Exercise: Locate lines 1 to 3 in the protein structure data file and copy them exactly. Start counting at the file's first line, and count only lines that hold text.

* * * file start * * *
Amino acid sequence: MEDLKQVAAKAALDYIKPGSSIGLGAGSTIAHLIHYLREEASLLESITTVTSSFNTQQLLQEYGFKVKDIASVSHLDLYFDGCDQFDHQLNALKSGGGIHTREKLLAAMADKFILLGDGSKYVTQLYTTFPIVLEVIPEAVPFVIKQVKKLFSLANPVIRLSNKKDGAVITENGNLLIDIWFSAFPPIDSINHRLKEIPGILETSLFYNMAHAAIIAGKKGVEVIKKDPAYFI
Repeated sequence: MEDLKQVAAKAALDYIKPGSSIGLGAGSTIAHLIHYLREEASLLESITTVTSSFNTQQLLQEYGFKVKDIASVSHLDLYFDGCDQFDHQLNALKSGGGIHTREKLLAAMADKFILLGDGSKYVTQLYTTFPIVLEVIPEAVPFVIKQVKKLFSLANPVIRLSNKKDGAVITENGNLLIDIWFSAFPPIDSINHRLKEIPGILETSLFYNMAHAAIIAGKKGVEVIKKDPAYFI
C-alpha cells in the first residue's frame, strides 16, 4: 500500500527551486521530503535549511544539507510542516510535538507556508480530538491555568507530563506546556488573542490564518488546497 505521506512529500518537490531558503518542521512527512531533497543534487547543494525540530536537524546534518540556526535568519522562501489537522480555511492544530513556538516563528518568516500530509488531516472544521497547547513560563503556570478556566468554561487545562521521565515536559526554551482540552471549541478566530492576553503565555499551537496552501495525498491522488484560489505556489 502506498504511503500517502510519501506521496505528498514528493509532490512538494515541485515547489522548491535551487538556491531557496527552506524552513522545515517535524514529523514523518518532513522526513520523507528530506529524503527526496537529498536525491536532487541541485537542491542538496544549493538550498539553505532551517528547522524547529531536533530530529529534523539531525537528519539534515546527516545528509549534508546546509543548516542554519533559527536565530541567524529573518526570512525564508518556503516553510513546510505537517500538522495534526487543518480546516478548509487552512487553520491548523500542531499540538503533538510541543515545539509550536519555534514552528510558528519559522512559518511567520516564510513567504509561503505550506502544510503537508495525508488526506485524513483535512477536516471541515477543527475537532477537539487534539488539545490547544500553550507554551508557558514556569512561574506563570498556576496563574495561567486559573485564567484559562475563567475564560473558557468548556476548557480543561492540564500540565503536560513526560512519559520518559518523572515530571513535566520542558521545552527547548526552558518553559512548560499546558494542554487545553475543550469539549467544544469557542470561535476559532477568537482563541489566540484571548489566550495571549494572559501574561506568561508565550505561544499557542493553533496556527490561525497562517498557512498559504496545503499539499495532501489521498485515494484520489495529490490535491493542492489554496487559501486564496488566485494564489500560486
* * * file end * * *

Amino acid sequence: MEDLKQVAAKAALDYIKPGSSIGLGAGSTIAHLIHYLREEASLLESITTVTSSFNTQQLLQEYGFKVKDIASVSHLDLYFDGCDQFDHQLNALKSGGGIHTREKLLAAMADKFILLGDGSKYVTQLYTTFPIVLEVIPEAVPFVIKQVKKLFSLANPVIRLSNKKDGAVITENGNLLIDIWFSAFPPIDSINHRLKEIPGILETSLFYNMAHAAIIAGKKGVEVIKKDPAYFI
Repeated sequence: MEDLKQVAAKAALDYIKPGSSIGLGAGSTIAHLIHYLREEASLLESITTVTSSFNTQQLLQEYGFKVKDIASVSHLDLYFDGCDQFDHQLNALKSGGGIHTREKLLAAMADKFILLGDGSKYVTQLYTTFPIVLEVIPEAVPFVIKQVKKLFSLANPVIRLSNKKDGAVITENGNLLIDIWFSAFPPIDSINHRLKEIPGILETSLFYNMAHAAIIAGKKGVEVIKKDPAYFI
C-alpha cells in the first residue's frame, strides 16, 4: 500500500527551486521530503535549511544539507510542516510535538507556508480530538491555568507530563506546556488573542490564518488546497 505521506512529500518537490531558503518542521512527512531533497543534487547543494525540530536537524546534518540556526535568519522562501489537522480555511492544530513556538516563528518568516500530509488531516472544521497547547513560563503556570478556566468554561487545562521521565515536559526554551482540552471549541478566530492576553503565555499551537496552501495525498491522488484560489505556489 502506498504511503500517502510519501506521496505528498514528493509532490512538494515541485515547489522548491535551487538556491531557496527552506524552513522545515517535524514529523514523518518532513522526513520523507528530506529524503527526496537529498536525491536532487541541485537542491542538496544549493538550498539553505532551517528547522524547529531536533530530529529534523539531525537528519539534515546527516545528509549534508546546509543548516542554519533559527536565530541567524529573518526570512525564508518556503516553510513546510505537517500538522495534526487543518480546516478548509487552512487553520491548523500542531499540538503533538510541543515545539509550536519555534514552528510558528519559522512559518511567520516564510513567504509561503505550506502544510503537508495525508488526506485524513483535512477536516471541515477543527475537532477537539487534539488539545490547544500553550507554551508557558514556569512561574506563570498556576496563574495561567486559573485564567484559562475563567475564560473558557468548556476548557480543561492540564500540565503536560513526560512519559520518559518523572515530571513535566520542558521545552527547548526552558518553559512548560499546558494542554487545553475543550469539549467544544469557542470561535476559532477568537482563541489566540484571548489566550495571549494572559501574561506568561508565550505561544499557542493553533496556527490561525497562517498557512498559504496545503499539499495532501489521498485515494484520489495529490490535491493542492489554496487559501486564496488566485494564489500560486